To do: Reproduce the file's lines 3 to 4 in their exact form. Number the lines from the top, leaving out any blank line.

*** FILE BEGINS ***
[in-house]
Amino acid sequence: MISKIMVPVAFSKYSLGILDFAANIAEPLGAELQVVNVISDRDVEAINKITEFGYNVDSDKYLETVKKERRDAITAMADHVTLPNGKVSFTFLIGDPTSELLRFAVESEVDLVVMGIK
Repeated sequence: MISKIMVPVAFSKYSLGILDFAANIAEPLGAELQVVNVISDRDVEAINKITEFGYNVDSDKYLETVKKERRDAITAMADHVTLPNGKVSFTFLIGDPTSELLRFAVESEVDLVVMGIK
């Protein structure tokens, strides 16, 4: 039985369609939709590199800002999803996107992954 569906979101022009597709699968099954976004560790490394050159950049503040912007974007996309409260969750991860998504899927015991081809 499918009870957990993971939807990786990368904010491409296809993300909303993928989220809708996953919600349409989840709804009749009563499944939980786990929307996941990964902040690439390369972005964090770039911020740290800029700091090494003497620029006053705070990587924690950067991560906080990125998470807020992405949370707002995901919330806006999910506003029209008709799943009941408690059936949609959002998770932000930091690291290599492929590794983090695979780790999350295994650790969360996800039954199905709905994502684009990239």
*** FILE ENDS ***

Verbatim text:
Repeated sequence: MISKIMVPVAFSKYSLGILDFAANIAEPLGAELQVVNVISDRDVEAINKITEFGYNVDSDKYLETVKKERRDAITAMADHVTLPNGKVSFTFLIGDPTSELLRFAVESEVDLVVMGIK
């Protein structure tokens, strides 16, 4: 039985369609939709590199800002999803996107992954 569906979101022009597709699968099954976004560790490394050159950049503040912007974007996309409260969750991860998504899927015991081809 499918009870957990993971939807990786990368904010491409296809993300909303993928989220809708996953919600349409989840709804009749009563499944939980786990929307996941990964902040690439390369972005964090770039911020740290800029700091090494003497620029006053705070990587924690950067991560906080990125998470807020992405949370707002995901919330806006999910506003029209008709799943009941408690059936949609959002998770932000930091690291290599492929590794983090695979780790999350295994650790969360996800039954199905709905994502684009990239």